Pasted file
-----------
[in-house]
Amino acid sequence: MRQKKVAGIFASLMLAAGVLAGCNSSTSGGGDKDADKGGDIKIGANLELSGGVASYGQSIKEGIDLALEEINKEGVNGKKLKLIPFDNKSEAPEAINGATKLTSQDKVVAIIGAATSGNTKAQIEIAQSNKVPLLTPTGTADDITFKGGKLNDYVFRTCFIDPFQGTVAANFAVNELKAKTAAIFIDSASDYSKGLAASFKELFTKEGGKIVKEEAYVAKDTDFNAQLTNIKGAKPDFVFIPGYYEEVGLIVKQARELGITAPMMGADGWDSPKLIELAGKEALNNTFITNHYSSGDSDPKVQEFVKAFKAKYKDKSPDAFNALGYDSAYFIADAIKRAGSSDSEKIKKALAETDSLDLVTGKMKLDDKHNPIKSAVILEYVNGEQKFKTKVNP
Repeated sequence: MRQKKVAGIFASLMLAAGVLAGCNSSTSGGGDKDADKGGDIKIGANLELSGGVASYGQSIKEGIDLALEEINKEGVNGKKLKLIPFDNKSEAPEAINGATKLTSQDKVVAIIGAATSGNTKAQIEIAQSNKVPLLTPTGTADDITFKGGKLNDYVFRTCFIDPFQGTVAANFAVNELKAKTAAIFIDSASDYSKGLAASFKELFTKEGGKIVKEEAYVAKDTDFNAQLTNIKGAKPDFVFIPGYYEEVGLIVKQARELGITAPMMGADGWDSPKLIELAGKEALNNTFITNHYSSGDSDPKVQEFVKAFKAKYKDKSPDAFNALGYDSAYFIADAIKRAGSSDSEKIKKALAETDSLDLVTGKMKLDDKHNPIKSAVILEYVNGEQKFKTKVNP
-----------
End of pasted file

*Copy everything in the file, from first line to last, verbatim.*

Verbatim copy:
[in-house]
Amino acid sequence: MRQKKVAGIFASLMLAAGVLAGCNSSTSGGGDKDADKGGDIKIGANLELSGGVASYGQSIKEGIDLALEEINKEGVNGKKLKLIPFDNKSEAPEAINGATKLTSQDKVVAIIGAATSGNTKAQIEIAQSNKVPLLTPTGTADDITFKGGKLNDYVFRTCFIDPFQGTVAANFAVNELKAKTAAIFIDSASDYSKGLAASFKELFTKEGGKIVKEEAYVAKDTDFNAQLTNIKGAKPDFVFIPGYYEEVGLIVKQARELGITAPMMGADGWDSPKLIELAGKEALNNTFITNHYSSGDSDPKVQEFVKAFKAKYKDKSPDAFNALGYDSAYFIADAIKRAGSSDSEKIKKALAETDSLDLVTGKMKLDDKHNPIKSAVILEYVNGEQKFKTKVNP
Repeated sequence: MRQKKVAGIFASLMLAAGVLAGCNSSTSGGGDKDADKGGDIKIGANLELSGGVASYGQSIKEGIDLALEEINKEGVNGKKLKLIPFDNKSEAPEAINGATKLTSQDKVVAIIGAATSGNTKAQIEIAQSNKVPLLTPTGTADDITFKGGKLNDYVFRTCFIDPFQGTVAANFAVNELKAKTAAIFIDSASDYSKGLAASFKELFTKEGGKIVKEEAYVAKDTDFNAQLTNIKGAKPDFVFIPGYYEEVGLIVKQARELGITAPMMGADGWDSPKLIELAGKEALNNTFITNHYSSGDSDPKVQEFVKAFKAKYKDKSPDAFNALGYDSAYFIADAIKRAGSSDSEKIKKALAETDSLDLVTGKMKLDDKHNPIKSAVILEYVNGEQKFKTKVNP